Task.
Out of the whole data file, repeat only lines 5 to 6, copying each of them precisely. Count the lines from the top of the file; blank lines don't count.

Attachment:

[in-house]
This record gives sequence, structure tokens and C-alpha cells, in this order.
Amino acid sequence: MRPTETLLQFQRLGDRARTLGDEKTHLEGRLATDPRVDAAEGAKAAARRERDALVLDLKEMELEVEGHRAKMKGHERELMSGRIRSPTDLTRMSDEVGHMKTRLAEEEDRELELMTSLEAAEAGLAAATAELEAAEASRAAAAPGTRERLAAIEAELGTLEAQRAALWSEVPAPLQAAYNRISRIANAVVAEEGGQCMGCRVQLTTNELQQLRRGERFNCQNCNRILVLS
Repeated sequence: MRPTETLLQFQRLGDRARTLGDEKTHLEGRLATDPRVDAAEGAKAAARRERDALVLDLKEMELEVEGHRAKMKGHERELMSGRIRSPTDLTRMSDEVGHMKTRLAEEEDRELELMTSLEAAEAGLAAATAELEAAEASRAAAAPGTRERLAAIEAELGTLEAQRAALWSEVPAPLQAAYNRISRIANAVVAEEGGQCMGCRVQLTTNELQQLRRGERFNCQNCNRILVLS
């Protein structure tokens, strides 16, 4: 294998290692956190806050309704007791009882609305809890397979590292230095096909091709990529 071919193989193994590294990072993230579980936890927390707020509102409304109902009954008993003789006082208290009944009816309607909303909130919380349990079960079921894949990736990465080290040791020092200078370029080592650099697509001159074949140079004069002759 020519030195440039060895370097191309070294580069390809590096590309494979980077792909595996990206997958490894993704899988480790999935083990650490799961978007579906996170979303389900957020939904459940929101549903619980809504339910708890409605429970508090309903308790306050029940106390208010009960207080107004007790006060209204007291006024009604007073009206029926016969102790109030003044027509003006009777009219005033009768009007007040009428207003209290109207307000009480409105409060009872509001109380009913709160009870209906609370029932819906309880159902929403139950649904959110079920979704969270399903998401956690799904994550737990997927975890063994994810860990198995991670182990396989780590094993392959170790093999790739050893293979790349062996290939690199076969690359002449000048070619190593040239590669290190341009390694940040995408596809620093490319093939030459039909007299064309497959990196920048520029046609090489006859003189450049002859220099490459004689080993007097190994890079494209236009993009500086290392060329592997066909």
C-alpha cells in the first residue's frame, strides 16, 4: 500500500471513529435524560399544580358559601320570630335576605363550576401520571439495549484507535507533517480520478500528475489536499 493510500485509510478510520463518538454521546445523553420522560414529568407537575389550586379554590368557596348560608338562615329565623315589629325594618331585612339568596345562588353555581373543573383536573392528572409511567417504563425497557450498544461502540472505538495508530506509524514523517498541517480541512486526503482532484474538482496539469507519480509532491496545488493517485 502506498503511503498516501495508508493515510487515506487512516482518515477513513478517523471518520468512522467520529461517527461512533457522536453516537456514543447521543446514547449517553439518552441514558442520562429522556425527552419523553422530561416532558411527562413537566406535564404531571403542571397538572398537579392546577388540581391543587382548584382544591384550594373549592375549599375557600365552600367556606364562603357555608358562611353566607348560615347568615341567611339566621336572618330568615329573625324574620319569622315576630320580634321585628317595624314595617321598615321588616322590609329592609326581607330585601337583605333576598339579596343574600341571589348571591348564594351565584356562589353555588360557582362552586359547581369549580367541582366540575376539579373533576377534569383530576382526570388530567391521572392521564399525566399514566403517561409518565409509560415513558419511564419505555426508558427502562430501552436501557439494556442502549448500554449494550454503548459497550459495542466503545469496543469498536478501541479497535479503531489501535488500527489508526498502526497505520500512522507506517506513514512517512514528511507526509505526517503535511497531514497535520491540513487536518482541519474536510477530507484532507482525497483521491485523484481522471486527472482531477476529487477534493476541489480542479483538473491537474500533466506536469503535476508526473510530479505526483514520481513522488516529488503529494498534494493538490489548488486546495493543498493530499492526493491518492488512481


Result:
């Protein structure tokens, strides 16, 4: 294998290692956190806050309704007791009882609305809890397979590292230095096909091709990529 071919193989193994590294990072993230579980936890927390707020509102409304109902009954008993003789006082208290009944009816309607909303909130919380349990079960079921894949990736990465080290040791020092200078370029080592650099697509001159074949140079004069002759 020519030195440039060895370097191309070294580069390809590096590309494979980077792909595996990206997958490894993704899988480790999935083990650490799961978007579906996170979303389900957020939904459940929101549903619980809504339910708890409605429970508090309903308790306050029940106390208010009960207080107004007790006060209204007291006024009604007073009206029926016969102790109030003044027509003006009777009219005033009768009007007040009428207003209290109207307000009480409105409060009872509001109380009913709160009870209906609370029932819906309880159902929403139950649904959110079920979704969270399903998401956690799904994550737990997927975890063994994810860990198995991670182990396989780590094993392959170790093999790739050893293979790349062996290939690199076969690359002449000048070619190593040239590669290190341009390694940040995408596809620093490319093939030459039909007299064309497959990196920048520029046609090489006859003189450049002859220099490459004689080993007097190994890079494209236009993009500086290392060329592997066909």
C-alpha cells in the first residue's frame, strides 16, 4: 500500500471513529435524560399544580358559601320570630335576605363550576401520571439495549484507535507533517480520478500528475489536499 493510500485509510478510520463518538454521546445523553420522560414529568407537575389550586379554590368557596348560608338562615329565623315589629325594618331585612339568596345562588353555581373543573383536573392528572409511567417504563425497557450498544461502540472505538495508530506509524514523517498541517480541512486526503482532484474538482496539469507519480509532491496545488493517485 502506498503511503498516501495508508493515510487515506487512516482518515477513513478517523471518520468512522467520529461517527461512533457522536453516537456514543447521543446514547449517553439518552441514558442520562429522556425527552419523553422530561416532558411527562413537566406535564404531571403542571397538572398537579392546577388540581391543587382548584382544591384550594373549592375549599375557600365552600367556606364562603357555608358562611353566607348560615347568615341567611339566621336572618330568615329573625324574620319569622315576630320580634321585628317595624314595617321598615321588616322590609329592609326581607330585601337583605333576598339579596343574600341571589348571591348564594351565584356562589353555588360557582362552586359547581369549580367541582366540575376539579373533576377534569383530576382526570388530567391521572392521564399525566399514566403517561409518565409509560415513558419511564419505555426508558427502562430501552436501557439494556442502549448500554449494550454503548459497550459495542466503545469496543469498536478501541479497535479503531489501535488500527489508526498502526497505520500512522507506517506513514512517512514528511507526509505526517503535511497531514497535520491540513487536518482541519474536510477530507484532507482525497483521491485523484481522471486527472482531477476529487477534493476541489480542479483538473491537474500533466506536469503535476508526473510530479505526483514520481513522488516529488503529494498534494493538490489548488486546495493543498493530499492526493491518492488512481